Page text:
London 2012 Olympics: Hurdler Eilidh Child targets Games glory
Team GB 400m hurdler Eilidh Child hopes to contain her penchant for star-gazing as she bids for glory at London 2012
Eilidh Child is hoping to contain her penchant for star-gazing and the stutters as she bids for a London Olympic breakthrough.
With the home Games Child’s first experience of the Greatest Show on Earth, the 400m hurdler admits her autograph book will take pride of place alongside her spikes in the kit bag.
Fellow Scot Sir Chris Hoy, as well as tennis superstar Roger Federer are all on the Child hit list – as is an Olympic final berth.
The 25-year-old Edinburgh University athlete has global pedigree having taken silver at the Commonwealth Games in India in 2010.
But after a stop-start race in securing her Olympic place, she knows she cannot afford any slip-ups if she is to rise to the occasion of some truly global competition.
“It’s all surreal and I don’t think I have taken it in yet,” she said. “I think when I get to the Olympic Village I will embrace it all. I really hope I get to meet Sir Chris Hoy.
“Having people like Roger Federer wandering around is going to be crazy. I will have to try to contain myself and not get my autograph book out too much.
“I finished second at the Olympic trials after a bad start and that was a bit frustrating. I think I was playing it a bit too safe.
“I was actually trying to run away from my coach after the race at the trials – I didn’t want to see him.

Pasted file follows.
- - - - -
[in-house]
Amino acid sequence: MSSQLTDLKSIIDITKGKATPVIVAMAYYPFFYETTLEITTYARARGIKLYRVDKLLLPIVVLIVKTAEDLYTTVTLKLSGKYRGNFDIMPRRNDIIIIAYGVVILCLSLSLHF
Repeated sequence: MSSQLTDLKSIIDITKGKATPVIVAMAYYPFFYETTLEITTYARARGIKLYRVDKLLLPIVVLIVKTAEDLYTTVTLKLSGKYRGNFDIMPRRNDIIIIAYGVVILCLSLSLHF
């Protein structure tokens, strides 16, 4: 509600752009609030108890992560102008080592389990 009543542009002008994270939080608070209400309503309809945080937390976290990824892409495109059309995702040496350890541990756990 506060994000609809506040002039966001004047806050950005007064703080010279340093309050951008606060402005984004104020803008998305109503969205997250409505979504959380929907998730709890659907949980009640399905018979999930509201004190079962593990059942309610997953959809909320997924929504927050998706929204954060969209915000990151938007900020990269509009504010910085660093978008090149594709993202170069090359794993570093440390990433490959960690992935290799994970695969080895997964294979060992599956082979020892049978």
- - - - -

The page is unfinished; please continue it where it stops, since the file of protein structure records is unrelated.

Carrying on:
“He has got a thing about me stuttering over hurdles. He always says ‘make sure you stretch it’ and it is always the last thing he says to me.
“If I run a personal best and just miss out on the final I am not going to be too hard on myself because I know I would have done my best.
“But obviously I would just like to sneak into that final and then anything can happen.”
And Child admits she will take more than a little confidence from breaking the Scottish record in Geneva last month – plus her Commonwealth Games heroics – into the Games.
“It was really good breaking the Scottish 400m hurdles record,” she added. “There was more relief there because I met the qualifying standard but it was great to do it in style.
“It was a personal best as well and I knew I was in shape to get that. That has given me a confidence boost going into the Games knowing I am in personal best shape and hopefully I can do one better and break the Scottish record again.
“Winning silver at the Commonwealth Games was just proof for me just to know that I can go to an international event and not get too overwhelmed by the pressure.
“That was my first major event that I had been to and been one of the favourites to get a medal and the fact that I came away with one was good because it shows that I can cope with that pressure.
“Obviously it will be different on an Olympic scale but I will go there with that same mentality and hopefully produce my best performance.”
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